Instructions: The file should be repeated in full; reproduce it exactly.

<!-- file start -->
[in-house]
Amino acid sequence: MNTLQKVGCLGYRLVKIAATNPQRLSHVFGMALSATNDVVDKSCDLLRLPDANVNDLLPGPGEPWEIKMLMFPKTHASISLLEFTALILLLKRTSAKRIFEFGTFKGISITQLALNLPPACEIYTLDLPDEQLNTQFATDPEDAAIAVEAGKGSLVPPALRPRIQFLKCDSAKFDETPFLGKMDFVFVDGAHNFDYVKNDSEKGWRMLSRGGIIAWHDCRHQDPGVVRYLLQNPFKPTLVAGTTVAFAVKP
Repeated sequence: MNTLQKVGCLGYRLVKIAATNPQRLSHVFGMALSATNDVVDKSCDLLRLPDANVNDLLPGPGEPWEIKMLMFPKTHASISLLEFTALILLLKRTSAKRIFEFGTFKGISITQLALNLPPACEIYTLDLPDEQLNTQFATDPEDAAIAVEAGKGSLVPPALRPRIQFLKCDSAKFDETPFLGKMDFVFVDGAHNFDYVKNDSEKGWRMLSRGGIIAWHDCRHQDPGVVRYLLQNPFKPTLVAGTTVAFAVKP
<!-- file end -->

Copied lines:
[in-house]
Amino acid sequence: MNTLQKVGCLGYRLVKIAATNPQRLSHVFGMALSATNDVVDKSCDLLRLPDANVNDLLPGPGEPWEIKMLMFPKTHASISLLEFTALILLLKRTSAKRIFEFGTFKGISITQLALNLPPACEIYTLDLPDEQLNTQFATDPEDAAIAVEAGKGSLVPPALRPRIQFLKCDSAKFDETPFLGKMDFVFVDGAHNFDYVKNDSEKGWRMLSRGGIIAWHDCRHQDPGVVRYLLQNPFKPTLVAGTTVAFAVKP
Repeated sequence: MNTLQKVGCLGYRLVKIAATNPQRLSHVFGMALSATNDVVDKSCDLLRLPDANVNDLLPGPGEPWEIKMLMFPKTHASISLLEFTALILLLKRTSAKRIFEFGTFKGISITQLALNLPPACEIYTLDLPDEQLNTQFATDPEDAAIAVEAGKGSLVPPALRPRIQFLKCDSAKFDETPFLGKMDFVFVDGAHNFDYVKNDSEKGWRMLSRGGIIAWHDCRHQDPGVVRYLLQNPFKPTLVAGTTVAFAVKP